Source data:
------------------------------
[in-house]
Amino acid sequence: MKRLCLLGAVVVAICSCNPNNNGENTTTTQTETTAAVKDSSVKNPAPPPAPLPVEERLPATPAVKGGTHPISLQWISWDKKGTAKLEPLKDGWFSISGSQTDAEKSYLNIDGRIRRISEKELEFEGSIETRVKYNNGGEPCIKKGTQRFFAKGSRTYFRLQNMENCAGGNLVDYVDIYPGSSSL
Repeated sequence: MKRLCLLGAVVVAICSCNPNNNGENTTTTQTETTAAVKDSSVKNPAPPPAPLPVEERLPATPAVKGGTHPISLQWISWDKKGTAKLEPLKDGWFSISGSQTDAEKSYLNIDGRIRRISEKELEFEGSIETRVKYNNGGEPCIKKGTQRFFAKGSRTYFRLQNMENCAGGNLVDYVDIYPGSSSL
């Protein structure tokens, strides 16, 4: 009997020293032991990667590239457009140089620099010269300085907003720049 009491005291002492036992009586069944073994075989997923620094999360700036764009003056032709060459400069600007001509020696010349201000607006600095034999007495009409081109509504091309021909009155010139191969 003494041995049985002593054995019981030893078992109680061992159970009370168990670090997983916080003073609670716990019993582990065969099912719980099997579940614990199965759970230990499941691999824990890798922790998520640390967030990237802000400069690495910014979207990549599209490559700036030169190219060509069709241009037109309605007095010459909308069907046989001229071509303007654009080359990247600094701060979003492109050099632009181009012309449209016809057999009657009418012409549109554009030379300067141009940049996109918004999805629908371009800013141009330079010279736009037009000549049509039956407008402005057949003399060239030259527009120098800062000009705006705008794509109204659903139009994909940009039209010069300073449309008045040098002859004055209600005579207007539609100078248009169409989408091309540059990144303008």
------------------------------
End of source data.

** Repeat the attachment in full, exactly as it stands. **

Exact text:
[in-house]
Amino acid sequence: MKRLCLLGAVVVAICSCNPNNNGENTTTTQTETTAAVKDSSVKNPAPPPAPLPVEERLPATPAVKGGTHPISLQWISWDKKGTAKLEPLKDGWFSISGSQTDAEKSYLNIDGRIRRISEKELEFEGSIETRVKYNNGGEPCIKKGTQRFFAKGSRTYFRLQNMENCAGGNLVDYVDIYPGSSSL
Repeated sequence: MKRLCLLGAVVVAICSCNPNNNGENTTTTQTETTAAVKDSSVKNPAPPPAPLPVEERLPATPAVKGGTHPISLQWISWDKKGTAKLEPLKDGWFSISGSQTDAEKSYLNIDGRIRRISEKELEFEGSIETRVKYNNGGEPCIKKGTQRFFAKGSRTYFRLQNMENCAGGNLVDYVDIYPGSSSL
């Protein structure tokens, strides 16, 4: 009997020293032991990667590239457009140089620099010269300085907003720049 009491005291002492036992009586069944073994075989997923620094999360700036764009003056032709060459400069600007001509020696010349201000607006600095034999007495009409081109509504091309021909009155010139191969 003494041995049985002593054995019981030893078992109680061992159970009370168990670090997983916080003073609670716990019993582990065969099912719980099997579940614990199965759970230990499941691999824990890798922790998520640390967030990237802000400069690495910014979207990549599209490559700036030169190219060509069709241009037109309605007095010459909308069907046989001229071509303007654009080359990247600094701060979003492109050099632009181009012309449209016809057999009657009418012409549109554009030379300067141009940049996109918004999805629908371009800013141009330079010279736009037009000549049509039956407008402005057949003399060239030259527009120098800062000009705006705008794509109204659903139009994909940009039209010069300073449309008045040098002859004055209600005579207007539609100078248009169409989408091309540059990144303008």